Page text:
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Reg Z changes clarified re: balloon mortgage notes

Fed clarifies balloon note issues

Over the past two months we've heard from many Oklahoma banks about the Federal Reserves new"Reg Z" provisions that were effective October 1, 2009, It appeared that these new provisions elimiinated three- and five-year balloon mortgage notes which are an important part of a traditional community bank's business.  In many cases, it's the only way community banks can meet their customers' needs.
The new provisions added to Reg Z created a new category of loans dubbed "High Priced Mortgage Loans" or "HPMLs". It simply wasn't clear at all whether banks would be permitted to make a HPML balloon note which was less than seven years to maturity.
(For a complete discussion of these changes, please read our September 2009 Legal Update, printed in the Oklahoma Banker newspaper, and also available online under the Legal/Compliance tab at www.oba.com.)
On November 9, the Federal Reserve Board published Consumer Affairs Letter 09-12 providing much-needed clarification as to when it is permissible for banks to make HPML balloon notes of less than seven years. Although a balloon note can still not meet the "presumption of compliance" provided for in Reg Z, the new guidance clarifies what the rules really are:  
  • Reg Z does not prohibit HPML balloon notes of less than seven years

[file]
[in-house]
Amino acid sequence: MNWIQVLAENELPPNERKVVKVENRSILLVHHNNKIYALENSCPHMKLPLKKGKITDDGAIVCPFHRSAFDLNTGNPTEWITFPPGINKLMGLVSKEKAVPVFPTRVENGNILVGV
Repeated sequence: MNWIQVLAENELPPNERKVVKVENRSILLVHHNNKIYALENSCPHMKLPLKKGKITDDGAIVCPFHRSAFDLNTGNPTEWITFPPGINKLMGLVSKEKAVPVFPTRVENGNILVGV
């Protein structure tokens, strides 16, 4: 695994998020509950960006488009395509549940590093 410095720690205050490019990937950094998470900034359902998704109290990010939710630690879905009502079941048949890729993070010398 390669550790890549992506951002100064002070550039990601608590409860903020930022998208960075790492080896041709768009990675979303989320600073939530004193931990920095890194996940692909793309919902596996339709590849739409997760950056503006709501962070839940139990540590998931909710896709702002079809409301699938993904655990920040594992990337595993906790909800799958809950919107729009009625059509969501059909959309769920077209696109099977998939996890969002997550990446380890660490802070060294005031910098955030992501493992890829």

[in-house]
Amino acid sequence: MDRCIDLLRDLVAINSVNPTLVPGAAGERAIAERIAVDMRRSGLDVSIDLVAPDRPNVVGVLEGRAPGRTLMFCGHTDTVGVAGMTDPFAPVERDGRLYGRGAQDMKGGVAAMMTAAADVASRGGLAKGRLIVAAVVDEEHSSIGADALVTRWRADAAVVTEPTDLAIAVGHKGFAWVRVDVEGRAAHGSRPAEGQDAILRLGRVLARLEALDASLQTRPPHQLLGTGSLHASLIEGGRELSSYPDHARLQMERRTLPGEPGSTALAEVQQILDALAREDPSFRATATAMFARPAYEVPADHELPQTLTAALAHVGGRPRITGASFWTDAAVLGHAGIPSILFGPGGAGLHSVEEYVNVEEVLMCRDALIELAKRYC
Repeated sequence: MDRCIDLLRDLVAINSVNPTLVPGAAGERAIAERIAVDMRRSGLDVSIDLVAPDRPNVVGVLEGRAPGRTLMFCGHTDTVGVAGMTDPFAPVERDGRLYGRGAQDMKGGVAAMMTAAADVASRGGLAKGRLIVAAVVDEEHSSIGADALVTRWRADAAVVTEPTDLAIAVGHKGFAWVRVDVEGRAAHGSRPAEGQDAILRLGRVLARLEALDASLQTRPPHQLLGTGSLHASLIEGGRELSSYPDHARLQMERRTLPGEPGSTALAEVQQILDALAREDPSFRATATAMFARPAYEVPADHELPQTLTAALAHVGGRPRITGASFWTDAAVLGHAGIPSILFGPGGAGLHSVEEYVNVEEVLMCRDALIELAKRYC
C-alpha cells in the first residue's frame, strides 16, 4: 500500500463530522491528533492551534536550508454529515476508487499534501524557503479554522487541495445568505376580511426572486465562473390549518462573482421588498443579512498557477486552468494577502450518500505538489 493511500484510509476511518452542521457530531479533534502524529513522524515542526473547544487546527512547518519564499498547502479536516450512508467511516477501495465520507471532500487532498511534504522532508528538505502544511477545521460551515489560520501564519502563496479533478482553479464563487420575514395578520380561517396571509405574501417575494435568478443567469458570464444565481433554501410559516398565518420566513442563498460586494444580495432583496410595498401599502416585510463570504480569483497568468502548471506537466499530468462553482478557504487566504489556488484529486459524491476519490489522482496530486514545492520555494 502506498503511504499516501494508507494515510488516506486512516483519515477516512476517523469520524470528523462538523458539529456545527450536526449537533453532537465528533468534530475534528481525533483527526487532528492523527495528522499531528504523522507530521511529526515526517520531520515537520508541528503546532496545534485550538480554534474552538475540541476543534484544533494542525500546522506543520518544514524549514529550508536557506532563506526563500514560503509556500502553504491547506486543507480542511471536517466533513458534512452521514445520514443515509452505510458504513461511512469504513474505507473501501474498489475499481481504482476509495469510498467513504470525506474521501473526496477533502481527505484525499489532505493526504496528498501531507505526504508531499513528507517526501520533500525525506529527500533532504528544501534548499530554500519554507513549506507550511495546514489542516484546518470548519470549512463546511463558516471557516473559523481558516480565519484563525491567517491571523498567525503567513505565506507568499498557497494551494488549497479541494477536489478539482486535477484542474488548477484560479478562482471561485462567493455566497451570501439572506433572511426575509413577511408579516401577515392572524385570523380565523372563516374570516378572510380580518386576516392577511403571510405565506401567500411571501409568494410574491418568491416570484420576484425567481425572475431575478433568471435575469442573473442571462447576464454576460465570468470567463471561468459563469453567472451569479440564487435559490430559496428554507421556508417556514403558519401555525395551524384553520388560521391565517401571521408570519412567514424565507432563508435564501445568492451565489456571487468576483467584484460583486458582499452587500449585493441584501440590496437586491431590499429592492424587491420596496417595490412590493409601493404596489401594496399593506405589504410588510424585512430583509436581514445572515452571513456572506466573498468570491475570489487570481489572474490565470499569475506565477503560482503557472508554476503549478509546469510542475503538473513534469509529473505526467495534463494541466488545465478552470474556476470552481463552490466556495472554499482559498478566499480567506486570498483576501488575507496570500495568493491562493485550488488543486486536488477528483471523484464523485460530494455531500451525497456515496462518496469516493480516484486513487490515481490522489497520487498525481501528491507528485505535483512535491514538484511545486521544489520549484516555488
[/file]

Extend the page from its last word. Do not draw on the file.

• A bank does not have to determine that a consumer will be able to pay the balloon payment when it comes due
  • In order to be in compliance, a bank should verify that the consumer would likely be able to satisfy the balloon payment obligation by refinancing the loan or through income or assets other than the collateral (based upon information available at the time of making the balloon loan)
  • In determining whether a consumer will be able to refinance a balloon payment, a bank should exercise "prudent underwriting," including considering factors such as the loan-to-value ratio and the borrower's debt-to-income ratio or residual income (as of the time of loan consummation).
A caveat: The reach of this letter is somewhat limited. Strictly speaking, it is guidance only from the Federal Reserve to its own regulators. We have received unofficial word that the OCC and OTS have distributed this letter to their regulators as well. However, no word has been forthcoming from the FDIC as of yet. We will provide a complete update in the December 2009 Legal Update.
Although this Letter does not provide absolute clarity, it goes a long way toward providing comfort for banks that have offered short-term balloon notes to their customers – this is excellent news!
Call Byron Linkous or Pauli Loefler at the OBA with any questions you may have.

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